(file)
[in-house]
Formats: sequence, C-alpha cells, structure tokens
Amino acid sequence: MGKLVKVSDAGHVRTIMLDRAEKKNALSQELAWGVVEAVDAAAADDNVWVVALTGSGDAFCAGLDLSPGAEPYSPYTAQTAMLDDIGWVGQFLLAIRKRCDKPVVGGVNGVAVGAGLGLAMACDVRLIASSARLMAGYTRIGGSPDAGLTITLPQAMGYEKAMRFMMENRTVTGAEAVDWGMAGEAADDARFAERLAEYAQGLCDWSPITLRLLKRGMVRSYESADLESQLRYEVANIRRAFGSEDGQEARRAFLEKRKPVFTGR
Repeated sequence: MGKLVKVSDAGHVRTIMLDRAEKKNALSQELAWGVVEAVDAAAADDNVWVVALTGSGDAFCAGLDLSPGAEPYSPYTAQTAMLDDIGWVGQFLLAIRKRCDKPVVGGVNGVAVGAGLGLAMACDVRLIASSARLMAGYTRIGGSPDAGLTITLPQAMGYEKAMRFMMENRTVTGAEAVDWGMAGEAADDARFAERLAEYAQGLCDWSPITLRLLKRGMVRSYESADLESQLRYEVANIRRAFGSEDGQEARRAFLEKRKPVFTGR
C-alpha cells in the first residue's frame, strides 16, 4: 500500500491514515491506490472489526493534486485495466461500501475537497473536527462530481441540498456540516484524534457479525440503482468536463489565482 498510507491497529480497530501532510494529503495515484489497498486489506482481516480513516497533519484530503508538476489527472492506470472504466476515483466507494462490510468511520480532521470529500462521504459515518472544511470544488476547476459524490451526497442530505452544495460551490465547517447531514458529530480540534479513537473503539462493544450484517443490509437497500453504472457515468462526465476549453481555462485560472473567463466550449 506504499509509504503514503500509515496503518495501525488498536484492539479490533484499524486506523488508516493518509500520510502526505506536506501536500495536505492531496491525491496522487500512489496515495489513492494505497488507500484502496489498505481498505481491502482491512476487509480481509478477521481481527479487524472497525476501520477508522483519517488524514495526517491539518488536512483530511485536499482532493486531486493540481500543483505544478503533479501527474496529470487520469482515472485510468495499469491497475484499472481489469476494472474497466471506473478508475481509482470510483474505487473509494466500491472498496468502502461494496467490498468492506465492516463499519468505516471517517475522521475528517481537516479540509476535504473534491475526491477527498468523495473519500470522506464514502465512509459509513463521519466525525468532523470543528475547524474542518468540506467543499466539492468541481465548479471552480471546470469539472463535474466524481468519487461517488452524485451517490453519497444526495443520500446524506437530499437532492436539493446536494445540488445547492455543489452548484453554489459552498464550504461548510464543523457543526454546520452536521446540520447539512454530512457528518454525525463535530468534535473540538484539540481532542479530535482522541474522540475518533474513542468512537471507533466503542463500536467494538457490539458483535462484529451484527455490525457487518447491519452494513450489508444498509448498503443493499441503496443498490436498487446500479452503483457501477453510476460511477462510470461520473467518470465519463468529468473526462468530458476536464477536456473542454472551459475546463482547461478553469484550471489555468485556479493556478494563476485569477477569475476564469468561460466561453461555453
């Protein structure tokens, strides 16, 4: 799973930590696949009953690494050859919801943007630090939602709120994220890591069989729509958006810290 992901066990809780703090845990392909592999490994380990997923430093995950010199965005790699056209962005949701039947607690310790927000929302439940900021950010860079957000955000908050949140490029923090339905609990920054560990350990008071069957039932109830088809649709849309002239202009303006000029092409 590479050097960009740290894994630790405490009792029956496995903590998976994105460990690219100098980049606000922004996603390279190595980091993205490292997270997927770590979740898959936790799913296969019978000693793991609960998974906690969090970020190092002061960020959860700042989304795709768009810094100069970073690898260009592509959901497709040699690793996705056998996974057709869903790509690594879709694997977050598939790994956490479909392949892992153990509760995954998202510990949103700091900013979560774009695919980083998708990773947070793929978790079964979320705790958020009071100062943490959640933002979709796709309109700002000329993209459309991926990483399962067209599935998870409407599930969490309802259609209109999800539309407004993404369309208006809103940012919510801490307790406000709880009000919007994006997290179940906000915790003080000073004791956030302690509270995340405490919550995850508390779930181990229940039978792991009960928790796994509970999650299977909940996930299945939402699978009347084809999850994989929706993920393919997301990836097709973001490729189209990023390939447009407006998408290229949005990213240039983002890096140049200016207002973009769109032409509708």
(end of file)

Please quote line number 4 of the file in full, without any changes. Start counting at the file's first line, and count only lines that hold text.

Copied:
Repeated sequence: MGKLVKVSDAGHVRTIMLDRAEKKNALSQELAWGVVEAVDAAAADDNVWVVALTGSGDAFCAGLDLSPGAEPYSPYTAQTAMLDDIGWVGQFLLAIRKRCDKPVVGGVNGVAVGAGLGLAMACDVRLIASSARLMAGYTRIGGSPDAGLTITLPQAMGYEKAMRFMMENRTVTGAEAVDWGMAGEAADDARFAERLAEYAQGLCDWSPITLRLLKRGMVRSYESADLESQLRYEVANIRRAFGSEDGQEARRAFLEKRKPVFTGR